Consider removing the knobs from stove burners. You may also install a hidden gas valve or circuit breaker so the person cannot turn on the stove. Secure grills, lawn mowers, power tools and guns. The person may not recall how to safely use these items. Supervise smoking and the use of alcohol Keep an eye on the person during any use of cigarettes, cigars or pipes. He or she may not realize the dangers related to smoking.
Monitor the use of alcohol. It can have many negative effects, especially when mixed with medication. Be aware of items mistaken for food. People with dementia have been known to eat items such as small rocks, dirt, plants, flowers and flower bulbs. Take precaution by removing toxic plants and decorative fruits (wax, plastic, etc.) that the person may think are real. Also, remove vitamins, prescription drugs, sugar substitutes and seasonings from the kitchen table and counters.
Secure household chemicals Keep cleaning supplies, like laundry detergent and dishwashing soap, and other dangerous liquids in a safe place so the person cannot mistakenly drink them. Keep the refrigerator safe A person with dementia may be unable to tell the difference between fresh and rotten food.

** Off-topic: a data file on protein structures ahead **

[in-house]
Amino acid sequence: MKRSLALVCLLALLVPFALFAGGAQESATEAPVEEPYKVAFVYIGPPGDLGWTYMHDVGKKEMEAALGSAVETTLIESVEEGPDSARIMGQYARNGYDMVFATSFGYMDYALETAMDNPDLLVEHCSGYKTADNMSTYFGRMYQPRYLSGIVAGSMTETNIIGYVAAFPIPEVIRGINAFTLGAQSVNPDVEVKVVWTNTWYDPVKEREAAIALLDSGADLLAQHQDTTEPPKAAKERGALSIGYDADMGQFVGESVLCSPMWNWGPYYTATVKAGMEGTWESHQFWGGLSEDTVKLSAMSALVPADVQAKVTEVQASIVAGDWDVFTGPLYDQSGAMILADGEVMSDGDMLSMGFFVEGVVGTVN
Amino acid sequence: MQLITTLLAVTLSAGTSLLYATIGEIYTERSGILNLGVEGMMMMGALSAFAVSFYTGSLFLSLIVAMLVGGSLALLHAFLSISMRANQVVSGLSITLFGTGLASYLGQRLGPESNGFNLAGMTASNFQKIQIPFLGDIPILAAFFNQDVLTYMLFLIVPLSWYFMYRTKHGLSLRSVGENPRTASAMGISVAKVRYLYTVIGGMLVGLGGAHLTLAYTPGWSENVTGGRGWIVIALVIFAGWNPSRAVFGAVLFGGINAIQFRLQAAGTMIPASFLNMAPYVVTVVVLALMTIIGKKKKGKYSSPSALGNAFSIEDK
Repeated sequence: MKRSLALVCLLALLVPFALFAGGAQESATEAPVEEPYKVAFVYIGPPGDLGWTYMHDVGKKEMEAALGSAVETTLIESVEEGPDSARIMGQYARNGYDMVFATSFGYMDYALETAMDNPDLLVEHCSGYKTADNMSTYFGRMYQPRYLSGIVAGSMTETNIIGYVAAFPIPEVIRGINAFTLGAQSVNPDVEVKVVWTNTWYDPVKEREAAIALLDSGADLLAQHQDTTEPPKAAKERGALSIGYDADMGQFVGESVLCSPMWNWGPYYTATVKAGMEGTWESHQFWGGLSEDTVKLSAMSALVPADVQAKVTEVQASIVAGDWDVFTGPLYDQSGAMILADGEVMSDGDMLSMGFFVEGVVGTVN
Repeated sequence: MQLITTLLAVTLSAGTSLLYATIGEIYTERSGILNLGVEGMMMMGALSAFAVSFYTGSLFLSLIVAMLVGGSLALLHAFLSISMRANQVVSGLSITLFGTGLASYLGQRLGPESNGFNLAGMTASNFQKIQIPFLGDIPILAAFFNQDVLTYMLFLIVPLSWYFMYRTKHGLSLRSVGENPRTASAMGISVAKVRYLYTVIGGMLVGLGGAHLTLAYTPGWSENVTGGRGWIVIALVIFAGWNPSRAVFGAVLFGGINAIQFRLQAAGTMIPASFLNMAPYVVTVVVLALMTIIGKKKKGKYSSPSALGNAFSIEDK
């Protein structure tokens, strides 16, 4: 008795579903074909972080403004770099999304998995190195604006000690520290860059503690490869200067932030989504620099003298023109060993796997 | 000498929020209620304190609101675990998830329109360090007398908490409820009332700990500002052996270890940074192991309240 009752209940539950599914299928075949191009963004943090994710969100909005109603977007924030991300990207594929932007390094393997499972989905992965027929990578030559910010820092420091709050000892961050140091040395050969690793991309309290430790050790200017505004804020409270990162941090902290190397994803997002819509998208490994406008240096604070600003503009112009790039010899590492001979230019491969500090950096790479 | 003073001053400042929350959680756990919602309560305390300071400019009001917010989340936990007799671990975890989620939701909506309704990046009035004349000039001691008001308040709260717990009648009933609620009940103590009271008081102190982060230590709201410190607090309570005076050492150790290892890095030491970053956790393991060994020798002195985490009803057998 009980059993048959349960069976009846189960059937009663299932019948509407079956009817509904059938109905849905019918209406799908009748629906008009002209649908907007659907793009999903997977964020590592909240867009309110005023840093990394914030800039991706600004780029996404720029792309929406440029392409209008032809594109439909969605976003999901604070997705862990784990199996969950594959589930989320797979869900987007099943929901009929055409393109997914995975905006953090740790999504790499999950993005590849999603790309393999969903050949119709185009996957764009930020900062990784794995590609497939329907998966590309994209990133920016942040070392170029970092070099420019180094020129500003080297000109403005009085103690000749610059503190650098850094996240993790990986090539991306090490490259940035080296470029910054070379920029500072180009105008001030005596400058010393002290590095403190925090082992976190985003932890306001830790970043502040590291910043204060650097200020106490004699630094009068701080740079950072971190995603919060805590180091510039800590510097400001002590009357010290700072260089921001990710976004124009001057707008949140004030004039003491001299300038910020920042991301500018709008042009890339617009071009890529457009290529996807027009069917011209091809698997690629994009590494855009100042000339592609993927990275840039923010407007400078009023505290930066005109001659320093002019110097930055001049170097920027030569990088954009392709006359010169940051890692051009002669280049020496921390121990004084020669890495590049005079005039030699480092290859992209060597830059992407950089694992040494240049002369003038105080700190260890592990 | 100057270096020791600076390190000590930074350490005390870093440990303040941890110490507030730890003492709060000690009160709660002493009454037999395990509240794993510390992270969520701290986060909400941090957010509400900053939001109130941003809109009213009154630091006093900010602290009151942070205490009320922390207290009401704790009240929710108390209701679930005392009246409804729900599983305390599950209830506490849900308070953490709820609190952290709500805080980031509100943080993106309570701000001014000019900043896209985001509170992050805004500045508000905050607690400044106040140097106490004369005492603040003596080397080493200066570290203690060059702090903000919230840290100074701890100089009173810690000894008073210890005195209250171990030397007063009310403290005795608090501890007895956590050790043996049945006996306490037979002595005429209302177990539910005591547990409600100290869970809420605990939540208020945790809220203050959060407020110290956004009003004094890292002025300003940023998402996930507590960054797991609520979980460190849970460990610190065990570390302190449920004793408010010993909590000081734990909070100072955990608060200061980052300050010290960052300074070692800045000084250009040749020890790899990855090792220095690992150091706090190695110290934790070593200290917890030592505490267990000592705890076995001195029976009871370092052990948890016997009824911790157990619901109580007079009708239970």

Clean out the refrigerator regularly, throwing out any old food. Keep foods that are safe to eat in the front of the refrigerator at eye level where the person can easily see them. Keep walking areas clear
Reduce the chance of injury and create safe walking areas by removing objects such as magazine racks, coffee tables and floor lamps. Keep floors and other surfaces clutter-free.
Avoid injury during daily activities
Most accidents in the home occur during daily activities such as eating, bathing and using the restroom. Take special precautions at these times.
To reduce risk of injury:
Watch temperatures As the disease progresses, the person may become less aware of temperature. To avoid burns, consider setting hot water heaters at no more than 120 degrees. Install automatic-mixing or anti-scalding devices in the faucets. Meanwhile, help the person mix hot and cold water, and always turn off the hot water first when finished. Check food temperatures before serving to make sure food is not too hot or too cold to eat.